The Jewel-tailed Slug Moth has a cluster of white dots reminiscent of a strand of pearls on its wings.
Most individual Jewel-tailed Slug Moths are light brown with a dark brown inner patch on the forewings. Some are medium brown with a very dark patch that better highlights the white dots on them. At the inner, bottom edge of the forewings, sits a trio of white spots though one of the spots may be hardly visible. The center spot is larger than the others, much like a necklace showcases the largest gem in the middle of the strand.
The caterpillar of this moth looks like a slug and lacks the typical worm-like shape seen in most moths and butterflies. This larva's green body is wide and oval-shaped with a raised ridge on the center of the back. A 'tail' extends from the rear end. It feeds on trees like birch, hickory, oak, and spruce.
Scientific Name: Packardia geminata
Butterfly or Moth
Size (Adult; Length): 8mm to 12mm (0.31in to 0.47in)
Descriptors: trio white dots; three white spots; flying; tail up
Note: An insect's reach is not limited by lines drawn on a map and therefore species may appear in areas, regions and/or states beyond those listed above as they are driven by environmental factors (such as climate change), available food supplies and mating patterns. Grayed-out selections indicate that the subject in question has not been reported in that particular territory. U.S. states and Canadian provinces / territories are clickable to their respective bug listings.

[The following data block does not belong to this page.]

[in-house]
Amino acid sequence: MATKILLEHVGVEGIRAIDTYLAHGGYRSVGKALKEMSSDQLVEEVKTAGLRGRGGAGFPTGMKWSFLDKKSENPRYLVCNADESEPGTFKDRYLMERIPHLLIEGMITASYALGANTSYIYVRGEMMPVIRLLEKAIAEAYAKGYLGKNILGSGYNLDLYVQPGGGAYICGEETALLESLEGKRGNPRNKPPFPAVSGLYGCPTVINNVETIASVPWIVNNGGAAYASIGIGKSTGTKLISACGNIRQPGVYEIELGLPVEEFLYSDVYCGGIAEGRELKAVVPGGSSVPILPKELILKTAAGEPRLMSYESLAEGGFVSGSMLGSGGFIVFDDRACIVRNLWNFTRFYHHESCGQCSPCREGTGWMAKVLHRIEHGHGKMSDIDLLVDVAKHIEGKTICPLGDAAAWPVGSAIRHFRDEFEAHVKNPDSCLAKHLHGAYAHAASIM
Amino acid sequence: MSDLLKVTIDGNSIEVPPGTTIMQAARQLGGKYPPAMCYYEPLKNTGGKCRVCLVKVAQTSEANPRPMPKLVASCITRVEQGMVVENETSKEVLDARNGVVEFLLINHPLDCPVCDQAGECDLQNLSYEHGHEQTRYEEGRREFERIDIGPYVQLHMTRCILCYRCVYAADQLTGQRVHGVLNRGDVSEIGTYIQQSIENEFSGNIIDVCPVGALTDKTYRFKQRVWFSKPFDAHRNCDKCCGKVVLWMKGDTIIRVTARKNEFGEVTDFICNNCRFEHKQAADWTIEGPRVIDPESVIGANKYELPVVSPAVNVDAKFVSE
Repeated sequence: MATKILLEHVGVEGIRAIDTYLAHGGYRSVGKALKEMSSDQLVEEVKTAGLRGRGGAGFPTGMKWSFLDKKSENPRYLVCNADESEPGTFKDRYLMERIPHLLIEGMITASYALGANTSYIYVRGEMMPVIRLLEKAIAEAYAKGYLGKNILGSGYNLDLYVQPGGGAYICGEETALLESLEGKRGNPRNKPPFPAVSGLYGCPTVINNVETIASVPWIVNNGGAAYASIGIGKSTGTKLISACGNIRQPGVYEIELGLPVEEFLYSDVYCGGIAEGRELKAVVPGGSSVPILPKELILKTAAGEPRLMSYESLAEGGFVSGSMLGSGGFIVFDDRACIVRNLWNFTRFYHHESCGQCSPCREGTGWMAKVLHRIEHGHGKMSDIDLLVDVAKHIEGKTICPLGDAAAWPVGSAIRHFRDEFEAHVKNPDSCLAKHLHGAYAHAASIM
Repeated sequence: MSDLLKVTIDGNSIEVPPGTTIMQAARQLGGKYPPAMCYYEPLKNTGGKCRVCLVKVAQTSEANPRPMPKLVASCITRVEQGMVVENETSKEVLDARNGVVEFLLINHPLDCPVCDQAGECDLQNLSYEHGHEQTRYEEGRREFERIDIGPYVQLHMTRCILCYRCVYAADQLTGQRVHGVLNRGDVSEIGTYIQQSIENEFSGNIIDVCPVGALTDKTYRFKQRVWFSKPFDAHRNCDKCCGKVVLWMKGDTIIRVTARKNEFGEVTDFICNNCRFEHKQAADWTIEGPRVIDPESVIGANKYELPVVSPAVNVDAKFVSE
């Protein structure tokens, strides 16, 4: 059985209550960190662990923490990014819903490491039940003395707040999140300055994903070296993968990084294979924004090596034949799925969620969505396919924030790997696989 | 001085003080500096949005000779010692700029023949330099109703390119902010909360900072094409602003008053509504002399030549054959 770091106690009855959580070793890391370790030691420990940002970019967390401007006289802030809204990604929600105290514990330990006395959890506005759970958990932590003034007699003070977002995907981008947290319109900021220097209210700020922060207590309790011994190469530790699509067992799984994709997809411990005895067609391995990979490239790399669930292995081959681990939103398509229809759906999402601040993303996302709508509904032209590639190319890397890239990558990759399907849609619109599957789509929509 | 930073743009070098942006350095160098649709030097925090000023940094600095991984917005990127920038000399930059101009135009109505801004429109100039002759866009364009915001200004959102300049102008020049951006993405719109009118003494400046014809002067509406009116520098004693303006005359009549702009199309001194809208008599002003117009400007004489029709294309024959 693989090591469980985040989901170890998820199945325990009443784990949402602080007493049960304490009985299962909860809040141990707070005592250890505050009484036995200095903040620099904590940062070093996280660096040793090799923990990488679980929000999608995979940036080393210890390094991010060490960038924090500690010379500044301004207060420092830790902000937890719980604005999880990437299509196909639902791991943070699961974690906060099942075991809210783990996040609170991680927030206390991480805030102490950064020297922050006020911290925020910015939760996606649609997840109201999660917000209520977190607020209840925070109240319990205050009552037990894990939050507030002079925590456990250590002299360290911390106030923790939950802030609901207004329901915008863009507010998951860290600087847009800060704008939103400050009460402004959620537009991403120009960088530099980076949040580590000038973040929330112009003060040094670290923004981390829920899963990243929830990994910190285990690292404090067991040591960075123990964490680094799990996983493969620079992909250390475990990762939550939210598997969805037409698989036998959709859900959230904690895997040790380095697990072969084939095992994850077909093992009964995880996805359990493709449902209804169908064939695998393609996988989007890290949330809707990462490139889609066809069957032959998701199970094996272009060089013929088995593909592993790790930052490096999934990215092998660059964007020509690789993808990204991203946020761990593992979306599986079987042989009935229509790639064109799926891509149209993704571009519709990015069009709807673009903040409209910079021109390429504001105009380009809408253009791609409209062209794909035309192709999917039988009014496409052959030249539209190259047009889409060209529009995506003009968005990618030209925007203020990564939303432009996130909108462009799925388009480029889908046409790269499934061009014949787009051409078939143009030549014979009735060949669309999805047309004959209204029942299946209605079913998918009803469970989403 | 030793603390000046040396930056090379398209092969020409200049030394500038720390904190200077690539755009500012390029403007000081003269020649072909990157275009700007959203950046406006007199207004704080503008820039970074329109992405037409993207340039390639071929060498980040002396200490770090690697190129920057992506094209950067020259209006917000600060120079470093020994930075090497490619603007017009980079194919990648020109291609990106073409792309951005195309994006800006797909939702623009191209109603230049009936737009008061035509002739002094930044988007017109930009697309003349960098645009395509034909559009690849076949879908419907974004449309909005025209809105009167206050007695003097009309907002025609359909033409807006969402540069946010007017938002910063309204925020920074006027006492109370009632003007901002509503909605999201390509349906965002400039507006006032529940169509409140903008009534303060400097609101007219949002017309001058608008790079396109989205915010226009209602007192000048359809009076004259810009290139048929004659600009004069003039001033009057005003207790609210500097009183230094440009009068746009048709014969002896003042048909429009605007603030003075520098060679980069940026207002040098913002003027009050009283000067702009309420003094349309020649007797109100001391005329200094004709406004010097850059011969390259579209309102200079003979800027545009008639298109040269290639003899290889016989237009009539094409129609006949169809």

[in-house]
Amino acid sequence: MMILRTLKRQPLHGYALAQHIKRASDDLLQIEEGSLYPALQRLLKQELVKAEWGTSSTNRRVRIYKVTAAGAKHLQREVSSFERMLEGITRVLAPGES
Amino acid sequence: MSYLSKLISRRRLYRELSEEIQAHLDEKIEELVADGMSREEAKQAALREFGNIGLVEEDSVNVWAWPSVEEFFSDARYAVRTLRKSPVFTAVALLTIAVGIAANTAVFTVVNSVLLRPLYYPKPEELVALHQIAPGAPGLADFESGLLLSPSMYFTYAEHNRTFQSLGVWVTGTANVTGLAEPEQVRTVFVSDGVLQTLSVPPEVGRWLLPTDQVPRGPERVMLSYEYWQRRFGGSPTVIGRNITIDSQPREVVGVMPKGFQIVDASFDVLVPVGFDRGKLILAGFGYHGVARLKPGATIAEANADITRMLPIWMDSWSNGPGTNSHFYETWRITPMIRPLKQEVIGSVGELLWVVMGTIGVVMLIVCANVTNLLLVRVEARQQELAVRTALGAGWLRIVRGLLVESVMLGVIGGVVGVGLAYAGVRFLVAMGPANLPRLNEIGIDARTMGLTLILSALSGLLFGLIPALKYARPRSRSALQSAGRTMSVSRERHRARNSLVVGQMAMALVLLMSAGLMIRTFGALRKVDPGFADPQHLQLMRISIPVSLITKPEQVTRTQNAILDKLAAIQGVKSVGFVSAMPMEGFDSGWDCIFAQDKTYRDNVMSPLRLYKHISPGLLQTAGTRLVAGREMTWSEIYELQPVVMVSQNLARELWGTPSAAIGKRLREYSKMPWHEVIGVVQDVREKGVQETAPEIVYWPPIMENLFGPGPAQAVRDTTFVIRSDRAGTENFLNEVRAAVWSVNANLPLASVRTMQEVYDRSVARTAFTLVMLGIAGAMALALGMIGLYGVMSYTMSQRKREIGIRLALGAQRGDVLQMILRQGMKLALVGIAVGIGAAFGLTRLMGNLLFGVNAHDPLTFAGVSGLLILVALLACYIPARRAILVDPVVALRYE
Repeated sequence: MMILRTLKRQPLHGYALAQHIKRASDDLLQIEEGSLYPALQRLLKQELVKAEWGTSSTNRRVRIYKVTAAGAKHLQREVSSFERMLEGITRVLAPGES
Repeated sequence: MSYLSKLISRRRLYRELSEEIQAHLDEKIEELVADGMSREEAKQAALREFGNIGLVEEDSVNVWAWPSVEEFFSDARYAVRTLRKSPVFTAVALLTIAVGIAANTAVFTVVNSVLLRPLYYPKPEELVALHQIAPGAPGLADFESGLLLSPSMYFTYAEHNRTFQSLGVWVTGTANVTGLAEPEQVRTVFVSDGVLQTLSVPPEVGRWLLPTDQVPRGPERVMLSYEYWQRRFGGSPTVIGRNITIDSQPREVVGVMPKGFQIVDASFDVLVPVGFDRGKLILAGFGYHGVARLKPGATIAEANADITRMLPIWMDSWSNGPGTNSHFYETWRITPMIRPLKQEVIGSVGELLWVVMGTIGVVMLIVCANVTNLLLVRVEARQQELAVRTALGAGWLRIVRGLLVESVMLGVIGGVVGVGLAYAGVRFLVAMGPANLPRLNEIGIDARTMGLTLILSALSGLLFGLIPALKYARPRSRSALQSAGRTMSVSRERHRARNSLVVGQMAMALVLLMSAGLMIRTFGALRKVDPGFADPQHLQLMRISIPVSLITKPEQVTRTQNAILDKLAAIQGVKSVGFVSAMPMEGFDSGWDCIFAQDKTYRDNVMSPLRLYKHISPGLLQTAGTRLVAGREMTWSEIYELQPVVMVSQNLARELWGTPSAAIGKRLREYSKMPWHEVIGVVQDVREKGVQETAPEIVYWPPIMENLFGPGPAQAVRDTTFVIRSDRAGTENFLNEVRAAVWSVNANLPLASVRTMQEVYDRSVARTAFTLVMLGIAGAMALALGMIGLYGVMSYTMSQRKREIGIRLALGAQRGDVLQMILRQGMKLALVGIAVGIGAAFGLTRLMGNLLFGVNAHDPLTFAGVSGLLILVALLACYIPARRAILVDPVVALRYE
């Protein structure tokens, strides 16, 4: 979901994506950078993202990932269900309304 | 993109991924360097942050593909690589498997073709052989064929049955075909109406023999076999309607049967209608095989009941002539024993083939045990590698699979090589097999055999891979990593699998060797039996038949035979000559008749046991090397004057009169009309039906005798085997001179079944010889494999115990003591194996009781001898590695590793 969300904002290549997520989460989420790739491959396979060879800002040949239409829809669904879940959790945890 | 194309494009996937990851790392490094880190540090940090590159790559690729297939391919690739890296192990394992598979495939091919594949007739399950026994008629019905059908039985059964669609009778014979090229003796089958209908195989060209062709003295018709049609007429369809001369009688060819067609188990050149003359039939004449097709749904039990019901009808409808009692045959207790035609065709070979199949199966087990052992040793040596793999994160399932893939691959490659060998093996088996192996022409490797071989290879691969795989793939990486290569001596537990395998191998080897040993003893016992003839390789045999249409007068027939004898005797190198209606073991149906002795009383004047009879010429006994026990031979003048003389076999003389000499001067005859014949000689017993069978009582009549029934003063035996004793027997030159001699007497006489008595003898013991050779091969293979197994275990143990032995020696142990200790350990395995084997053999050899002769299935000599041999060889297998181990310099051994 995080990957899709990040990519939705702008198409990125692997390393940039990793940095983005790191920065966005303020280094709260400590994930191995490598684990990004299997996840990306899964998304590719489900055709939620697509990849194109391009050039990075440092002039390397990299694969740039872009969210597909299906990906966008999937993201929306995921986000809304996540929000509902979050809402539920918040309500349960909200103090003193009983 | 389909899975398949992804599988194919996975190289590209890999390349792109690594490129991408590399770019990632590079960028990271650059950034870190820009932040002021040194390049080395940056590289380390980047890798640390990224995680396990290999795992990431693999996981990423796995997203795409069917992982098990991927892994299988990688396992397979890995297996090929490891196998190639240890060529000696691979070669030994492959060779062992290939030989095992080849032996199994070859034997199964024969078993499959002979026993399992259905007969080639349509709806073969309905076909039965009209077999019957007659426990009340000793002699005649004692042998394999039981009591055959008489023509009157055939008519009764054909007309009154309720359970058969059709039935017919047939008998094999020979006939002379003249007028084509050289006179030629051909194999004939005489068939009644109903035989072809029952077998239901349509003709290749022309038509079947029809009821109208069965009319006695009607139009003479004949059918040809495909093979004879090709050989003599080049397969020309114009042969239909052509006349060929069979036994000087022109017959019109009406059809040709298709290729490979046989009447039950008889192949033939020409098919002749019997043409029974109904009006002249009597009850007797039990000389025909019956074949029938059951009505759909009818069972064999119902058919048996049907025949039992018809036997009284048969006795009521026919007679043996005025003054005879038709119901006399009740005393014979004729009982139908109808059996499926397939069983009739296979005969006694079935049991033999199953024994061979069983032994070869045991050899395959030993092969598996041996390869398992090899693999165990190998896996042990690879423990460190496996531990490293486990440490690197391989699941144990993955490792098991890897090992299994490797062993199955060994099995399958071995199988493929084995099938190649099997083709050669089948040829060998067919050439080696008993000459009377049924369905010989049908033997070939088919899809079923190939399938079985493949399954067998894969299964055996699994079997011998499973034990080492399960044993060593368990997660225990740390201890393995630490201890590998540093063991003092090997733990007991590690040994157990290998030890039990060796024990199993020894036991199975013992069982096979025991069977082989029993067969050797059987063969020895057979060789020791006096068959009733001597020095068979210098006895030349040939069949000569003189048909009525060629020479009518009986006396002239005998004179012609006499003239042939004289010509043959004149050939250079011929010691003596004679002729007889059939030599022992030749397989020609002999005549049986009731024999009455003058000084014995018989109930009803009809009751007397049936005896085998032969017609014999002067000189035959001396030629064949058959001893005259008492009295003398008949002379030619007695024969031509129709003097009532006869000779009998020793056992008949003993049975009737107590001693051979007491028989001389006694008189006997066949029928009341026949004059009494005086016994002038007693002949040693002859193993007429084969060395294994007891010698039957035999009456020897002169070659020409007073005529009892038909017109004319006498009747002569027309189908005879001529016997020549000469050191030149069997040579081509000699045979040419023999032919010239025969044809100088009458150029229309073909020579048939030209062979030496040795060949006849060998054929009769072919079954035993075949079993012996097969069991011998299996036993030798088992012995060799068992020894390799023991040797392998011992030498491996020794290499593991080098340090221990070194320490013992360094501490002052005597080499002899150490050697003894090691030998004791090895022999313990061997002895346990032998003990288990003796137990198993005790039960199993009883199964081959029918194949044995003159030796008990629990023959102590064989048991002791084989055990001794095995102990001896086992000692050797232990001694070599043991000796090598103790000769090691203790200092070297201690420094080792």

Butterfly and Moth Anatomy
Antennae: Butterflies and Moths have a pair of antennae on the head used as sensors.
Head: The head is home to the insect's eyes, antennae, and proboscis.
Thorax: Home to the three pairs of legs as well as vital internal organs.
Abdomen: Contains vital internal organs such as the heart(s) and reproduction facilities.
Forewing: The upper, forward wing pair used for flying.
Hindwing: The lower, rearward wing pair used for flying.
NOTE: Butterflies and Moths are part of the Lepidopteran order as they share many similarities.